Picigin: Made in Bačvice
Picigin: Made in Bačvice
Explore the world of a unique sport from Split
Bačvice beach is only a few minutes’ walk from the city centre and is a favourite place to relax during the day among people from Split and their guests. The sand, warm sea, and numerous bars that offer spectacular views of the nearby islands of Brač and Šolta are all great reasons to spend time in one of the most iconic places in Split.
In addition to being the perfect spot to enjoy your siesta (or fjaka, as it’s known locally) with a refreshing drink, Bačvice beach is also the legendary place of origin of picigin, a type of sport specific to Split. To put things into perspective, Bačvice beach is to picigin what Wimbledon is to tennis, or Wembley to football. The game was created after WWI, and became a favourite pastime in Split sometime around 1923. Today, it has found its way to various beaches worldwide. There is one clear rule, though – only the Bačvice picigin is the original, everything else is only a copy.
Although there are no strict rules on the number of players, having five players and a small ball (or balun) is the best way to play the game. The ball is usually a worn-out tennis ball, and the goal is to keep it from falling into the sea for as long as possible. If you happen to see experienced picigin players (or piciginaši) at the beach, you’ll notice right away that they work together as a synchronised orchestra that uses acrobatics, jumps and elegant movements to keep the ball in play.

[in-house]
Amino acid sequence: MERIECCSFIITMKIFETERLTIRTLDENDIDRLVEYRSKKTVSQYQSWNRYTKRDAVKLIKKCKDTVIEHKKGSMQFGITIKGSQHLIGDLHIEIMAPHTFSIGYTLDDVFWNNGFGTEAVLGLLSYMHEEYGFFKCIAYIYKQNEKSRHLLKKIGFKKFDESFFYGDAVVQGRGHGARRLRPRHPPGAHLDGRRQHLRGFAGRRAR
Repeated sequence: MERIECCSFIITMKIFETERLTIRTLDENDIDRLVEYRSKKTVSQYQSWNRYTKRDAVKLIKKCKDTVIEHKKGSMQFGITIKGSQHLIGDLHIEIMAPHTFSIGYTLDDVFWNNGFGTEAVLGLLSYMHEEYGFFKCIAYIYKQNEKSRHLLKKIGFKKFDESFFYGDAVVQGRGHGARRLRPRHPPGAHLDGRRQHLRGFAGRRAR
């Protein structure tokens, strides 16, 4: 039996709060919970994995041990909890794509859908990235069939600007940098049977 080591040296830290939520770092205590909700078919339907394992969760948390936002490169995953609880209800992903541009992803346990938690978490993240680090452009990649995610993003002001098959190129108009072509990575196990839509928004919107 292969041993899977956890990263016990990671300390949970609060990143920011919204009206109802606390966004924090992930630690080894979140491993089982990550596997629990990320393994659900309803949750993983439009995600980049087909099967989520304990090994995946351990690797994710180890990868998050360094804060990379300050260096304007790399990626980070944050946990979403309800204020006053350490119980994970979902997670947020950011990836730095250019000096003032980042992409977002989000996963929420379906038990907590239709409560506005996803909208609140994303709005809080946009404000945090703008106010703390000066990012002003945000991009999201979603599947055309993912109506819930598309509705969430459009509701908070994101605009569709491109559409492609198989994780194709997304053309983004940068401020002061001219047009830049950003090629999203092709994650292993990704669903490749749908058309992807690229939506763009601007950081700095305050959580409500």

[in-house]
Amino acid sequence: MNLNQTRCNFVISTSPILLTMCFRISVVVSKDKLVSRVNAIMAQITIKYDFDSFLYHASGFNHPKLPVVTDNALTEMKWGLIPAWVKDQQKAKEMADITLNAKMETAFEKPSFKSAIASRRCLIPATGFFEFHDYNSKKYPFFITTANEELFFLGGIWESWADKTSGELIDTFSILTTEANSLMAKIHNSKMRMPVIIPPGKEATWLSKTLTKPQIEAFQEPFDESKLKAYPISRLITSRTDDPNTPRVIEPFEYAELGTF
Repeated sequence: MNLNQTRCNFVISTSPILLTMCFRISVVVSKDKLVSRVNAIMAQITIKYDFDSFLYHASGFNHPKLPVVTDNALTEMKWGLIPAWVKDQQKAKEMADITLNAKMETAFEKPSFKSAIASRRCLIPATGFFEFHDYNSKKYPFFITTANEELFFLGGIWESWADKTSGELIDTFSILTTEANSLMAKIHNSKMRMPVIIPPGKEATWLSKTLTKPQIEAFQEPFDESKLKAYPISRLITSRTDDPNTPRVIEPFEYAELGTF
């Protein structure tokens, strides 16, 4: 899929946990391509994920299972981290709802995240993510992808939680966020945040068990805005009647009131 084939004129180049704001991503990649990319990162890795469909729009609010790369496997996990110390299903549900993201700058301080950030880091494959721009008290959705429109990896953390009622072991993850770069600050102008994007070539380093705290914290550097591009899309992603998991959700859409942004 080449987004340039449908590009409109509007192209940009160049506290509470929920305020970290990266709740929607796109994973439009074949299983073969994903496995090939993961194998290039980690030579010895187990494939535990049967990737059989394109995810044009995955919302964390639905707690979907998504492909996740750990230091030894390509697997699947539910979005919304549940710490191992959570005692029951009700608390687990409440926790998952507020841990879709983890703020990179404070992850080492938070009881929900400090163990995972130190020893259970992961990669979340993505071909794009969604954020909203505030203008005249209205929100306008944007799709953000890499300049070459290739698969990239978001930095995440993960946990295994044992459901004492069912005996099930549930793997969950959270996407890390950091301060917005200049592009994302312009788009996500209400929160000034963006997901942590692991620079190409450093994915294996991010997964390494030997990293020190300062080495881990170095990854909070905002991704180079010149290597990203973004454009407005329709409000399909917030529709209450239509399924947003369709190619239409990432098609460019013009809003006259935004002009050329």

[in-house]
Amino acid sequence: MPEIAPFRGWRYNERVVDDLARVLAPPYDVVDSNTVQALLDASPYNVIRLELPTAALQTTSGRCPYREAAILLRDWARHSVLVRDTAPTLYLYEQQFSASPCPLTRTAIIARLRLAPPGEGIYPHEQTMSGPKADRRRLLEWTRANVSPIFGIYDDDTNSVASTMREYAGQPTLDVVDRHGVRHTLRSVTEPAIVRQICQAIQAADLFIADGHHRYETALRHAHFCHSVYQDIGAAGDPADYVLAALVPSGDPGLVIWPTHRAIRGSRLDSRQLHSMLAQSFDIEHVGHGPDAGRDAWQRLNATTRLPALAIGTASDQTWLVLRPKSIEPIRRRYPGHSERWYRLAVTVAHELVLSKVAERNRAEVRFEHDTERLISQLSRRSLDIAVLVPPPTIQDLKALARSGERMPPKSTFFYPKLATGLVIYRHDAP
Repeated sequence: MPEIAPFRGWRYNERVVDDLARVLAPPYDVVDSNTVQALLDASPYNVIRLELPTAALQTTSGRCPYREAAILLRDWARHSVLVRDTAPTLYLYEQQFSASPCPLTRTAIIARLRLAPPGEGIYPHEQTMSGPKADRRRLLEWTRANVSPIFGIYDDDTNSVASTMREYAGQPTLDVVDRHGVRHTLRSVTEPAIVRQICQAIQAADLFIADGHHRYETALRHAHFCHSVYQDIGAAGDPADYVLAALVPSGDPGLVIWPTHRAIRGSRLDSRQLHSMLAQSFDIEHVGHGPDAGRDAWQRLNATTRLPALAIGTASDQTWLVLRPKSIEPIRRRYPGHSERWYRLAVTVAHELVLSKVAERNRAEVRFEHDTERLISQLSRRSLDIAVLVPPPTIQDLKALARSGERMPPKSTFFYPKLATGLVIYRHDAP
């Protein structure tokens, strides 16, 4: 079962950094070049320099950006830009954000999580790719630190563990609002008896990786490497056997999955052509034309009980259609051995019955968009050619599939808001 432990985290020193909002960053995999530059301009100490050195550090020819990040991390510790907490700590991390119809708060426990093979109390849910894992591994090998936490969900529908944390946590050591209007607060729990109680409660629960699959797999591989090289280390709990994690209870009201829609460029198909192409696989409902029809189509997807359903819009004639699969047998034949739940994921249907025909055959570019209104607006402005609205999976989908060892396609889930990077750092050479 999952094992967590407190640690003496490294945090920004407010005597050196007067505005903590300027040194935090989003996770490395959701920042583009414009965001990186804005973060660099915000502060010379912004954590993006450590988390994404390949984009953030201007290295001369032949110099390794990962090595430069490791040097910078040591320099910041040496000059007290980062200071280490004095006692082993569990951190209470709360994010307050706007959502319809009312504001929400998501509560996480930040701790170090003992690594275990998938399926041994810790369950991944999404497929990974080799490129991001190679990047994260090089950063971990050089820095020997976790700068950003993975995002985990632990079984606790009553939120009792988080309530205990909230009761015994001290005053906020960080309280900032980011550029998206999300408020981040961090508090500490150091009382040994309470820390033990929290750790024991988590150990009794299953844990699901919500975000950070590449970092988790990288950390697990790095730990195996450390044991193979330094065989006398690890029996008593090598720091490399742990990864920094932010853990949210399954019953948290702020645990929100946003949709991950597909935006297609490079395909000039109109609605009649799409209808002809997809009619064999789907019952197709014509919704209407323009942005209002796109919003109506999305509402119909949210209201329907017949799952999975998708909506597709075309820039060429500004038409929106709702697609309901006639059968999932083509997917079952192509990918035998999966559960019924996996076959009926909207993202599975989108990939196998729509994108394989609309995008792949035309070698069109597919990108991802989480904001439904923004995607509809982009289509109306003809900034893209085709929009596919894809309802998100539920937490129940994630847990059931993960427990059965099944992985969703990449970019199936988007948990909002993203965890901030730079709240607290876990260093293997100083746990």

The story of how Bačvice beach became the temple of the picigin is specific in and of itself. For starters, sand is an ideal surface for this purpose because it allows players to fall into the water without the danger of hurting themselves. This particular point is very important as the game is played in ankle-deep water. Seeing as Bačvice is the centre of the world for residents of Split (or centar svita, as they call it), with numerous bars and restaurants, the best picigin players often have an opportunity to show off their talents to a wider audience, especially the ladies.
Because of its popularity, the Ministry of Culture of the Republic of Croatia included picigin on the list of intangible cultural heritage. Split also holds an unofficial “World Championship” in picigin every year, as well as a New Year’s Eve game, which has become a sort of a tradition.
A bit of trivia:
Some say that in 1908, students from Split brought back water polo from Prague with them, and wanted to play it on Bačvice beach. Since the sea there is shallow, this is where picigin was created, and it gained its present form after the end of World War I